Skeem Saam is more than just a soapie

2016-11-06 06:00
Skeem Saam

Show: Skeem Saam

Channel: SABC1 (DStv channel 191)

Broadcast times: Monday to Friday, 6.30pm

We didn’t have easy access to TV in our res at school in Limpopo, so every weekday, my friends and I would use our limited free Wi-Fi to download Skeem Saam (which is available for free on SABC Education Shows’ YouTube channel straight after an episode has aired on TV).

Yes, I know what you’re thinking, damn students wasting their data for education on youth soapies. But here’s the thing: Skeem Saam has been as important to my education as my formal studies.

The beautiful characters, cars, apartments and fashion styles are there to lure us into watching. Who doesn’t want nice things and fast cars? In fact, envying that kind of life made me even more determined to work hard at school so that I could attain it one day.

But once they have our attention, the SABC and the producers cunningly deploy an educational agenda.

If anything, my favourite characters, Tbose and Kwaito, have shown me exactly how hard it is to attain those nice things. They’re human, imperfect, but with big dreams, living in a Turfloop and a Joburg full of trials and temptations.

Just as they seem to find peace, trouble sneaks up on them. Their friend Jama died after drinking way too much alcohol at a party on his 21st birthday and now, in season five, Emkay and the police are making Tbose’s and Kwaito’s lives difficult, trying to implicate them in his death.

Following their friendship over the years has taught me that we have to really be there for one another as friends. The story line, though, has taught me how dangerous peer pressure can be.

Which is why SABC Education is so clever. By showing young lives realistically, they have allowed me to come to my own conclusions.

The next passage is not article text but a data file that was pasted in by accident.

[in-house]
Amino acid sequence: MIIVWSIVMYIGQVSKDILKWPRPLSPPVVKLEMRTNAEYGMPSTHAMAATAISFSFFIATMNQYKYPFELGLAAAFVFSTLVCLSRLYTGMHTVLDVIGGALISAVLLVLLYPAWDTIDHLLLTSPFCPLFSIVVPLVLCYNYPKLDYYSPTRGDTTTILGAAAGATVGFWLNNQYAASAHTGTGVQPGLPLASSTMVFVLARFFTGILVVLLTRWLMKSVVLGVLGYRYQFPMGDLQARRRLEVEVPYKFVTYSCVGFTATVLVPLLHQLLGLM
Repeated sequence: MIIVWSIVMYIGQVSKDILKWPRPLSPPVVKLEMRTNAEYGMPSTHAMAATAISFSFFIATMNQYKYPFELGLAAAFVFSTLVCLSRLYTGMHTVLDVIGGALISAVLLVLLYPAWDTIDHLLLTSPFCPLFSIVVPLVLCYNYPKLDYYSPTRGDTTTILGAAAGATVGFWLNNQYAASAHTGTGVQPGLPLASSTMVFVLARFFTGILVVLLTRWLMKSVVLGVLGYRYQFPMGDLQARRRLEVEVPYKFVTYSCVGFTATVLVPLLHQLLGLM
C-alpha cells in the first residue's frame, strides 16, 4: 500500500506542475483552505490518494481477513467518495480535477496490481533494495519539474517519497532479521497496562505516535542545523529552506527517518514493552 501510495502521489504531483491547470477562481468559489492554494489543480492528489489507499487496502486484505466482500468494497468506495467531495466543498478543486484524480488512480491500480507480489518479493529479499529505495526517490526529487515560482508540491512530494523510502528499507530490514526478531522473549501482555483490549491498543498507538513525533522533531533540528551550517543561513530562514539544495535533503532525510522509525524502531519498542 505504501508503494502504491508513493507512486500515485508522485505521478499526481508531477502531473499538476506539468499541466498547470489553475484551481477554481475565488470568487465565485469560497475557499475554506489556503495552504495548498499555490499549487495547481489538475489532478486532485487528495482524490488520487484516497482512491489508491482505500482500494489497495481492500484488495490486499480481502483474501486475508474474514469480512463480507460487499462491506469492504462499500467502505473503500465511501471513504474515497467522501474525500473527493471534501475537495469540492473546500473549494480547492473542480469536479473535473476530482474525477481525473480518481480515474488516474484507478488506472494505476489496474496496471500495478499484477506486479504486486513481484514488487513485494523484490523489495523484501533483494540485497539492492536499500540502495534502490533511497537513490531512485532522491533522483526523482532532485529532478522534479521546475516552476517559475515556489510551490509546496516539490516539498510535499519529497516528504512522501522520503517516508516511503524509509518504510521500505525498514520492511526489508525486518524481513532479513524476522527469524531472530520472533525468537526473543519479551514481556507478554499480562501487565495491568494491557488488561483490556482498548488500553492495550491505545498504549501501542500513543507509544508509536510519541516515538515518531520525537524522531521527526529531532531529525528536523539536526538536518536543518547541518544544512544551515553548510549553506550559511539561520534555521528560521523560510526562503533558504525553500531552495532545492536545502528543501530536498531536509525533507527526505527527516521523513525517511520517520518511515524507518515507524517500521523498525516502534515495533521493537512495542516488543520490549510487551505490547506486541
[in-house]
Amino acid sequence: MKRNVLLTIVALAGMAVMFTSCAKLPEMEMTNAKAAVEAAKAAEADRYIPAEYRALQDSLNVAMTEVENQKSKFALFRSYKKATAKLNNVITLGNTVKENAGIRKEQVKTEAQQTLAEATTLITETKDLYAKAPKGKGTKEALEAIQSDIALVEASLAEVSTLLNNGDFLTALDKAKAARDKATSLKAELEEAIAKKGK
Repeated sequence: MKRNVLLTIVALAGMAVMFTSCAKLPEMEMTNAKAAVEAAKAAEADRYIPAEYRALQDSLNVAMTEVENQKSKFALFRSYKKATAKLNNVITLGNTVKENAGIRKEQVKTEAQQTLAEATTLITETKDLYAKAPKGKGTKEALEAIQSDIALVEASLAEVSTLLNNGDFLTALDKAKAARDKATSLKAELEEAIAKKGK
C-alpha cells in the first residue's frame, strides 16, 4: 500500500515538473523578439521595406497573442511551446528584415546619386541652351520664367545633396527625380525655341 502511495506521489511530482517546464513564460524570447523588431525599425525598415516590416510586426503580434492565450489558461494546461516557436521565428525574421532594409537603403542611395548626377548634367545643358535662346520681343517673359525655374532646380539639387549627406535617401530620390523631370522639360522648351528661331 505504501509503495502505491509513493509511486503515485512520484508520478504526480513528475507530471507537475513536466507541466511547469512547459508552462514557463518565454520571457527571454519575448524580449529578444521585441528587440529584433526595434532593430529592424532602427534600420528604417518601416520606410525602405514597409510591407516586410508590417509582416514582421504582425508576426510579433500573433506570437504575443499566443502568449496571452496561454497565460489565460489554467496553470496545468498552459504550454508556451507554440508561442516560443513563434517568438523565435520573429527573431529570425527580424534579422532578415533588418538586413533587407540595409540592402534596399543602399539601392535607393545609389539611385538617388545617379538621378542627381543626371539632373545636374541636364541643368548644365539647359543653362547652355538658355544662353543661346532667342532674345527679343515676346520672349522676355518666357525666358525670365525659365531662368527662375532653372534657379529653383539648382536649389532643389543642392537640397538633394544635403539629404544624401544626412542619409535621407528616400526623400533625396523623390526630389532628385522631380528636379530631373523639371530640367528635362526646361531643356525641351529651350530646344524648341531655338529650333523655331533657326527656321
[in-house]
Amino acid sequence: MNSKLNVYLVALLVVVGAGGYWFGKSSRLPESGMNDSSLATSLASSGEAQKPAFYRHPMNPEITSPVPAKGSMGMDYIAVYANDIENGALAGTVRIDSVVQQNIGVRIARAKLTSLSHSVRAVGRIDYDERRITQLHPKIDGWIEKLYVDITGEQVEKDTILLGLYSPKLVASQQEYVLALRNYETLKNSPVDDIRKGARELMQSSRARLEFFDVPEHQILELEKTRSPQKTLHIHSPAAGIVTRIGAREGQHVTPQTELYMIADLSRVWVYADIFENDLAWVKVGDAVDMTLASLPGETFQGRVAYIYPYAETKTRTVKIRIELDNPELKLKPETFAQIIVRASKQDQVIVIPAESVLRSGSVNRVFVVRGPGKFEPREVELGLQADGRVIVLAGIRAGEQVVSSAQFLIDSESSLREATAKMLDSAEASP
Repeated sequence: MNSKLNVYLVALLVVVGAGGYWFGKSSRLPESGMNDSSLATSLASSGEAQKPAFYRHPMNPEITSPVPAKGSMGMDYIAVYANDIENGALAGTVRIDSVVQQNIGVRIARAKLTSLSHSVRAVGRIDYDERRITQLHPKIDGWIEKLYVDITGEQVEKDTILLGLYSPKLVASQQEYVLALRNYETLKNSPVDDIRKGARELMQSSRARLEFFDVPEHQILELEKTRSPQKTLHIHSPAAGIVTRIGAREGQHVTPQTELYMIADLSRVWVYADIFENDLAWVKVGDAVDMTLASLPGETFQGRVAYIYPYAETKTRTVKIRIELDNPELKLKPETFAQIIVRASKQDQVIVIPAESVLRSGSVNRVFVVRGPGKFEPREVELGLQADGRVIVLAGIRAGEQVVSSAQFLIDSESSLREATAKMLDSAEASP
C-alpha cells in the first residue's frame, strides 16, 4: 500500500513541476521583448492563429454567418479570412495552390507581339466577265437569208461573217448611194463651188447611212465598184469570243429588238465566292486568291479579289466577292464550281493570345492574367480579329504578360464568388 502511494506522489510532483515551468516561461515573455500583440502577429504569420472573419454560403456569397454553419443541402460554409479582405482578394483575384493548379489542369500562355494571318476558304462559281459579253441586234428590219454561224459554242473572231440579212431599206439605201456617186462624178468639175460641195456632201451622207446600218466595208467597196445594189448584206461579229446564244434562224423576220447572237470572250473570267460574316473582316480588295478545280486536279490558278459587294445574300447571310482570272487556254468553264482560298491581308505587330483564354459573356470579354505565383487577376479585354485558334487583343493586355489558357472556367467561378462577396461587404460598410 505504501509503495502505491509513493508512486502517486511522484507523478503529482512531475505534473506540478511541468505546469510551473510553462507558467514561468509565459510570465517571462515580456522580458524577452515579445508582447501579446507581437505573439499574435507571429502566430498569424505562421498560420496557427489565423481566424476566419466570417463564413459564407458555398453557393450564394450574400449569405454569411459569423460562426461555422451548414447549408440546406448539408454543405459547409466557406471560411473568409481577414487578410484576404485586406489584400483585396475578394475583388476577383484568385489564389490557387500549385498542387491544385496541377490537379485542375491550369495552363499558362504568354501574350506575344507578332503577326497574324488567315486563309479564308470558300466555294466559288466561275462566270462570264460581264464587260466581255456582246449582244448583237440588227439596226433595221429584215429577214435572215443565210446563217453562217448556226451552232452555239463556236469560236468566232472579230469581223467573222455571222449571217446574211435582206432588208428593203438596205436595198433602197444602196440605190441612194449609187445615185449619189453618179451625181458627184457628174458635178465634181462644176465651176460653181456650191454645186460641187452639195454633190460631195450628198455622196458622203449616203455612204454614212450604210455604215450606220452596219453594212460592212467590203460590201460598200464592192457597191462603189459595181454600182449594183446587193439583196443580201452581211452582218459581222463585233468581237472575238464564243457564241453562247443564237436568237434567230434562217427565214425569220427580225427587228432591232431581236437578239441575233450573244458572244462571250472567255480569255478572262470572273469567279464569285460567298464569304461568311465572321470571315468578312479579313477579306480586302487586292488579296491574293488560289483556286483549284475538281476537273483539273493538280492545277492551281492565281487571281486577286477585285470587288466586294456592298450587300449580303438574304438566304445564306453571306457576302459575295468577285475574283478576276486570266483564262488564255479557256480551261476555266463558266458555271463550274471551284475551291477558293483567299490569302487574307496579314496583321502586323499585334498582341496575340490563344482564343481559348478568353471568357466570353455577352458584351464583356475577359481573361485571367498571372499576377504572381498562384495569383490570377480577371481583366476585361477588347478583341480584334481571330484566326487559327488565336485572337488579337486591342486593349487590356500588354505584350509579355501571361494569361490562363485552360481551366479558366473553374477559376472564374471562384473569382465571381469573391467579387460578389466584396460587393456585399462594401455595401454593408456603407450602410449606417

Skeem Saam follows in a proud tradition of South African infotainment pioneered by shows like Yizo Yizo and Soul City.

For its masses of viewers, the soapie plays a crucial role in addressing social issues such as teen pregnancy, drug abuse and dropping out of school.

Look at Mapitsi, now having to look after her baby son while trying to study for her matric finals.

Because it’s so popular (the third most watched show on TV), Skeem Saam also has the power to help shape our social fabric. What makes the story interesting is that it depicts local kasi lifestyles and the way in which people in communities treat one another and work together on certain issues and how they interact as families and neighbours.

In fact, Skeem Saam was such a part of my world that I started studying it for my course.

My honours dealt with how a soapie like Skeem Saam can affect behaviour change among its viewers by using a popular (soap) format to connect social issues to the lives of ordinary people – making a unique form of infotainment that challenges the relentless American world-view we consume.

Read more on:    tv  |  skeem saam

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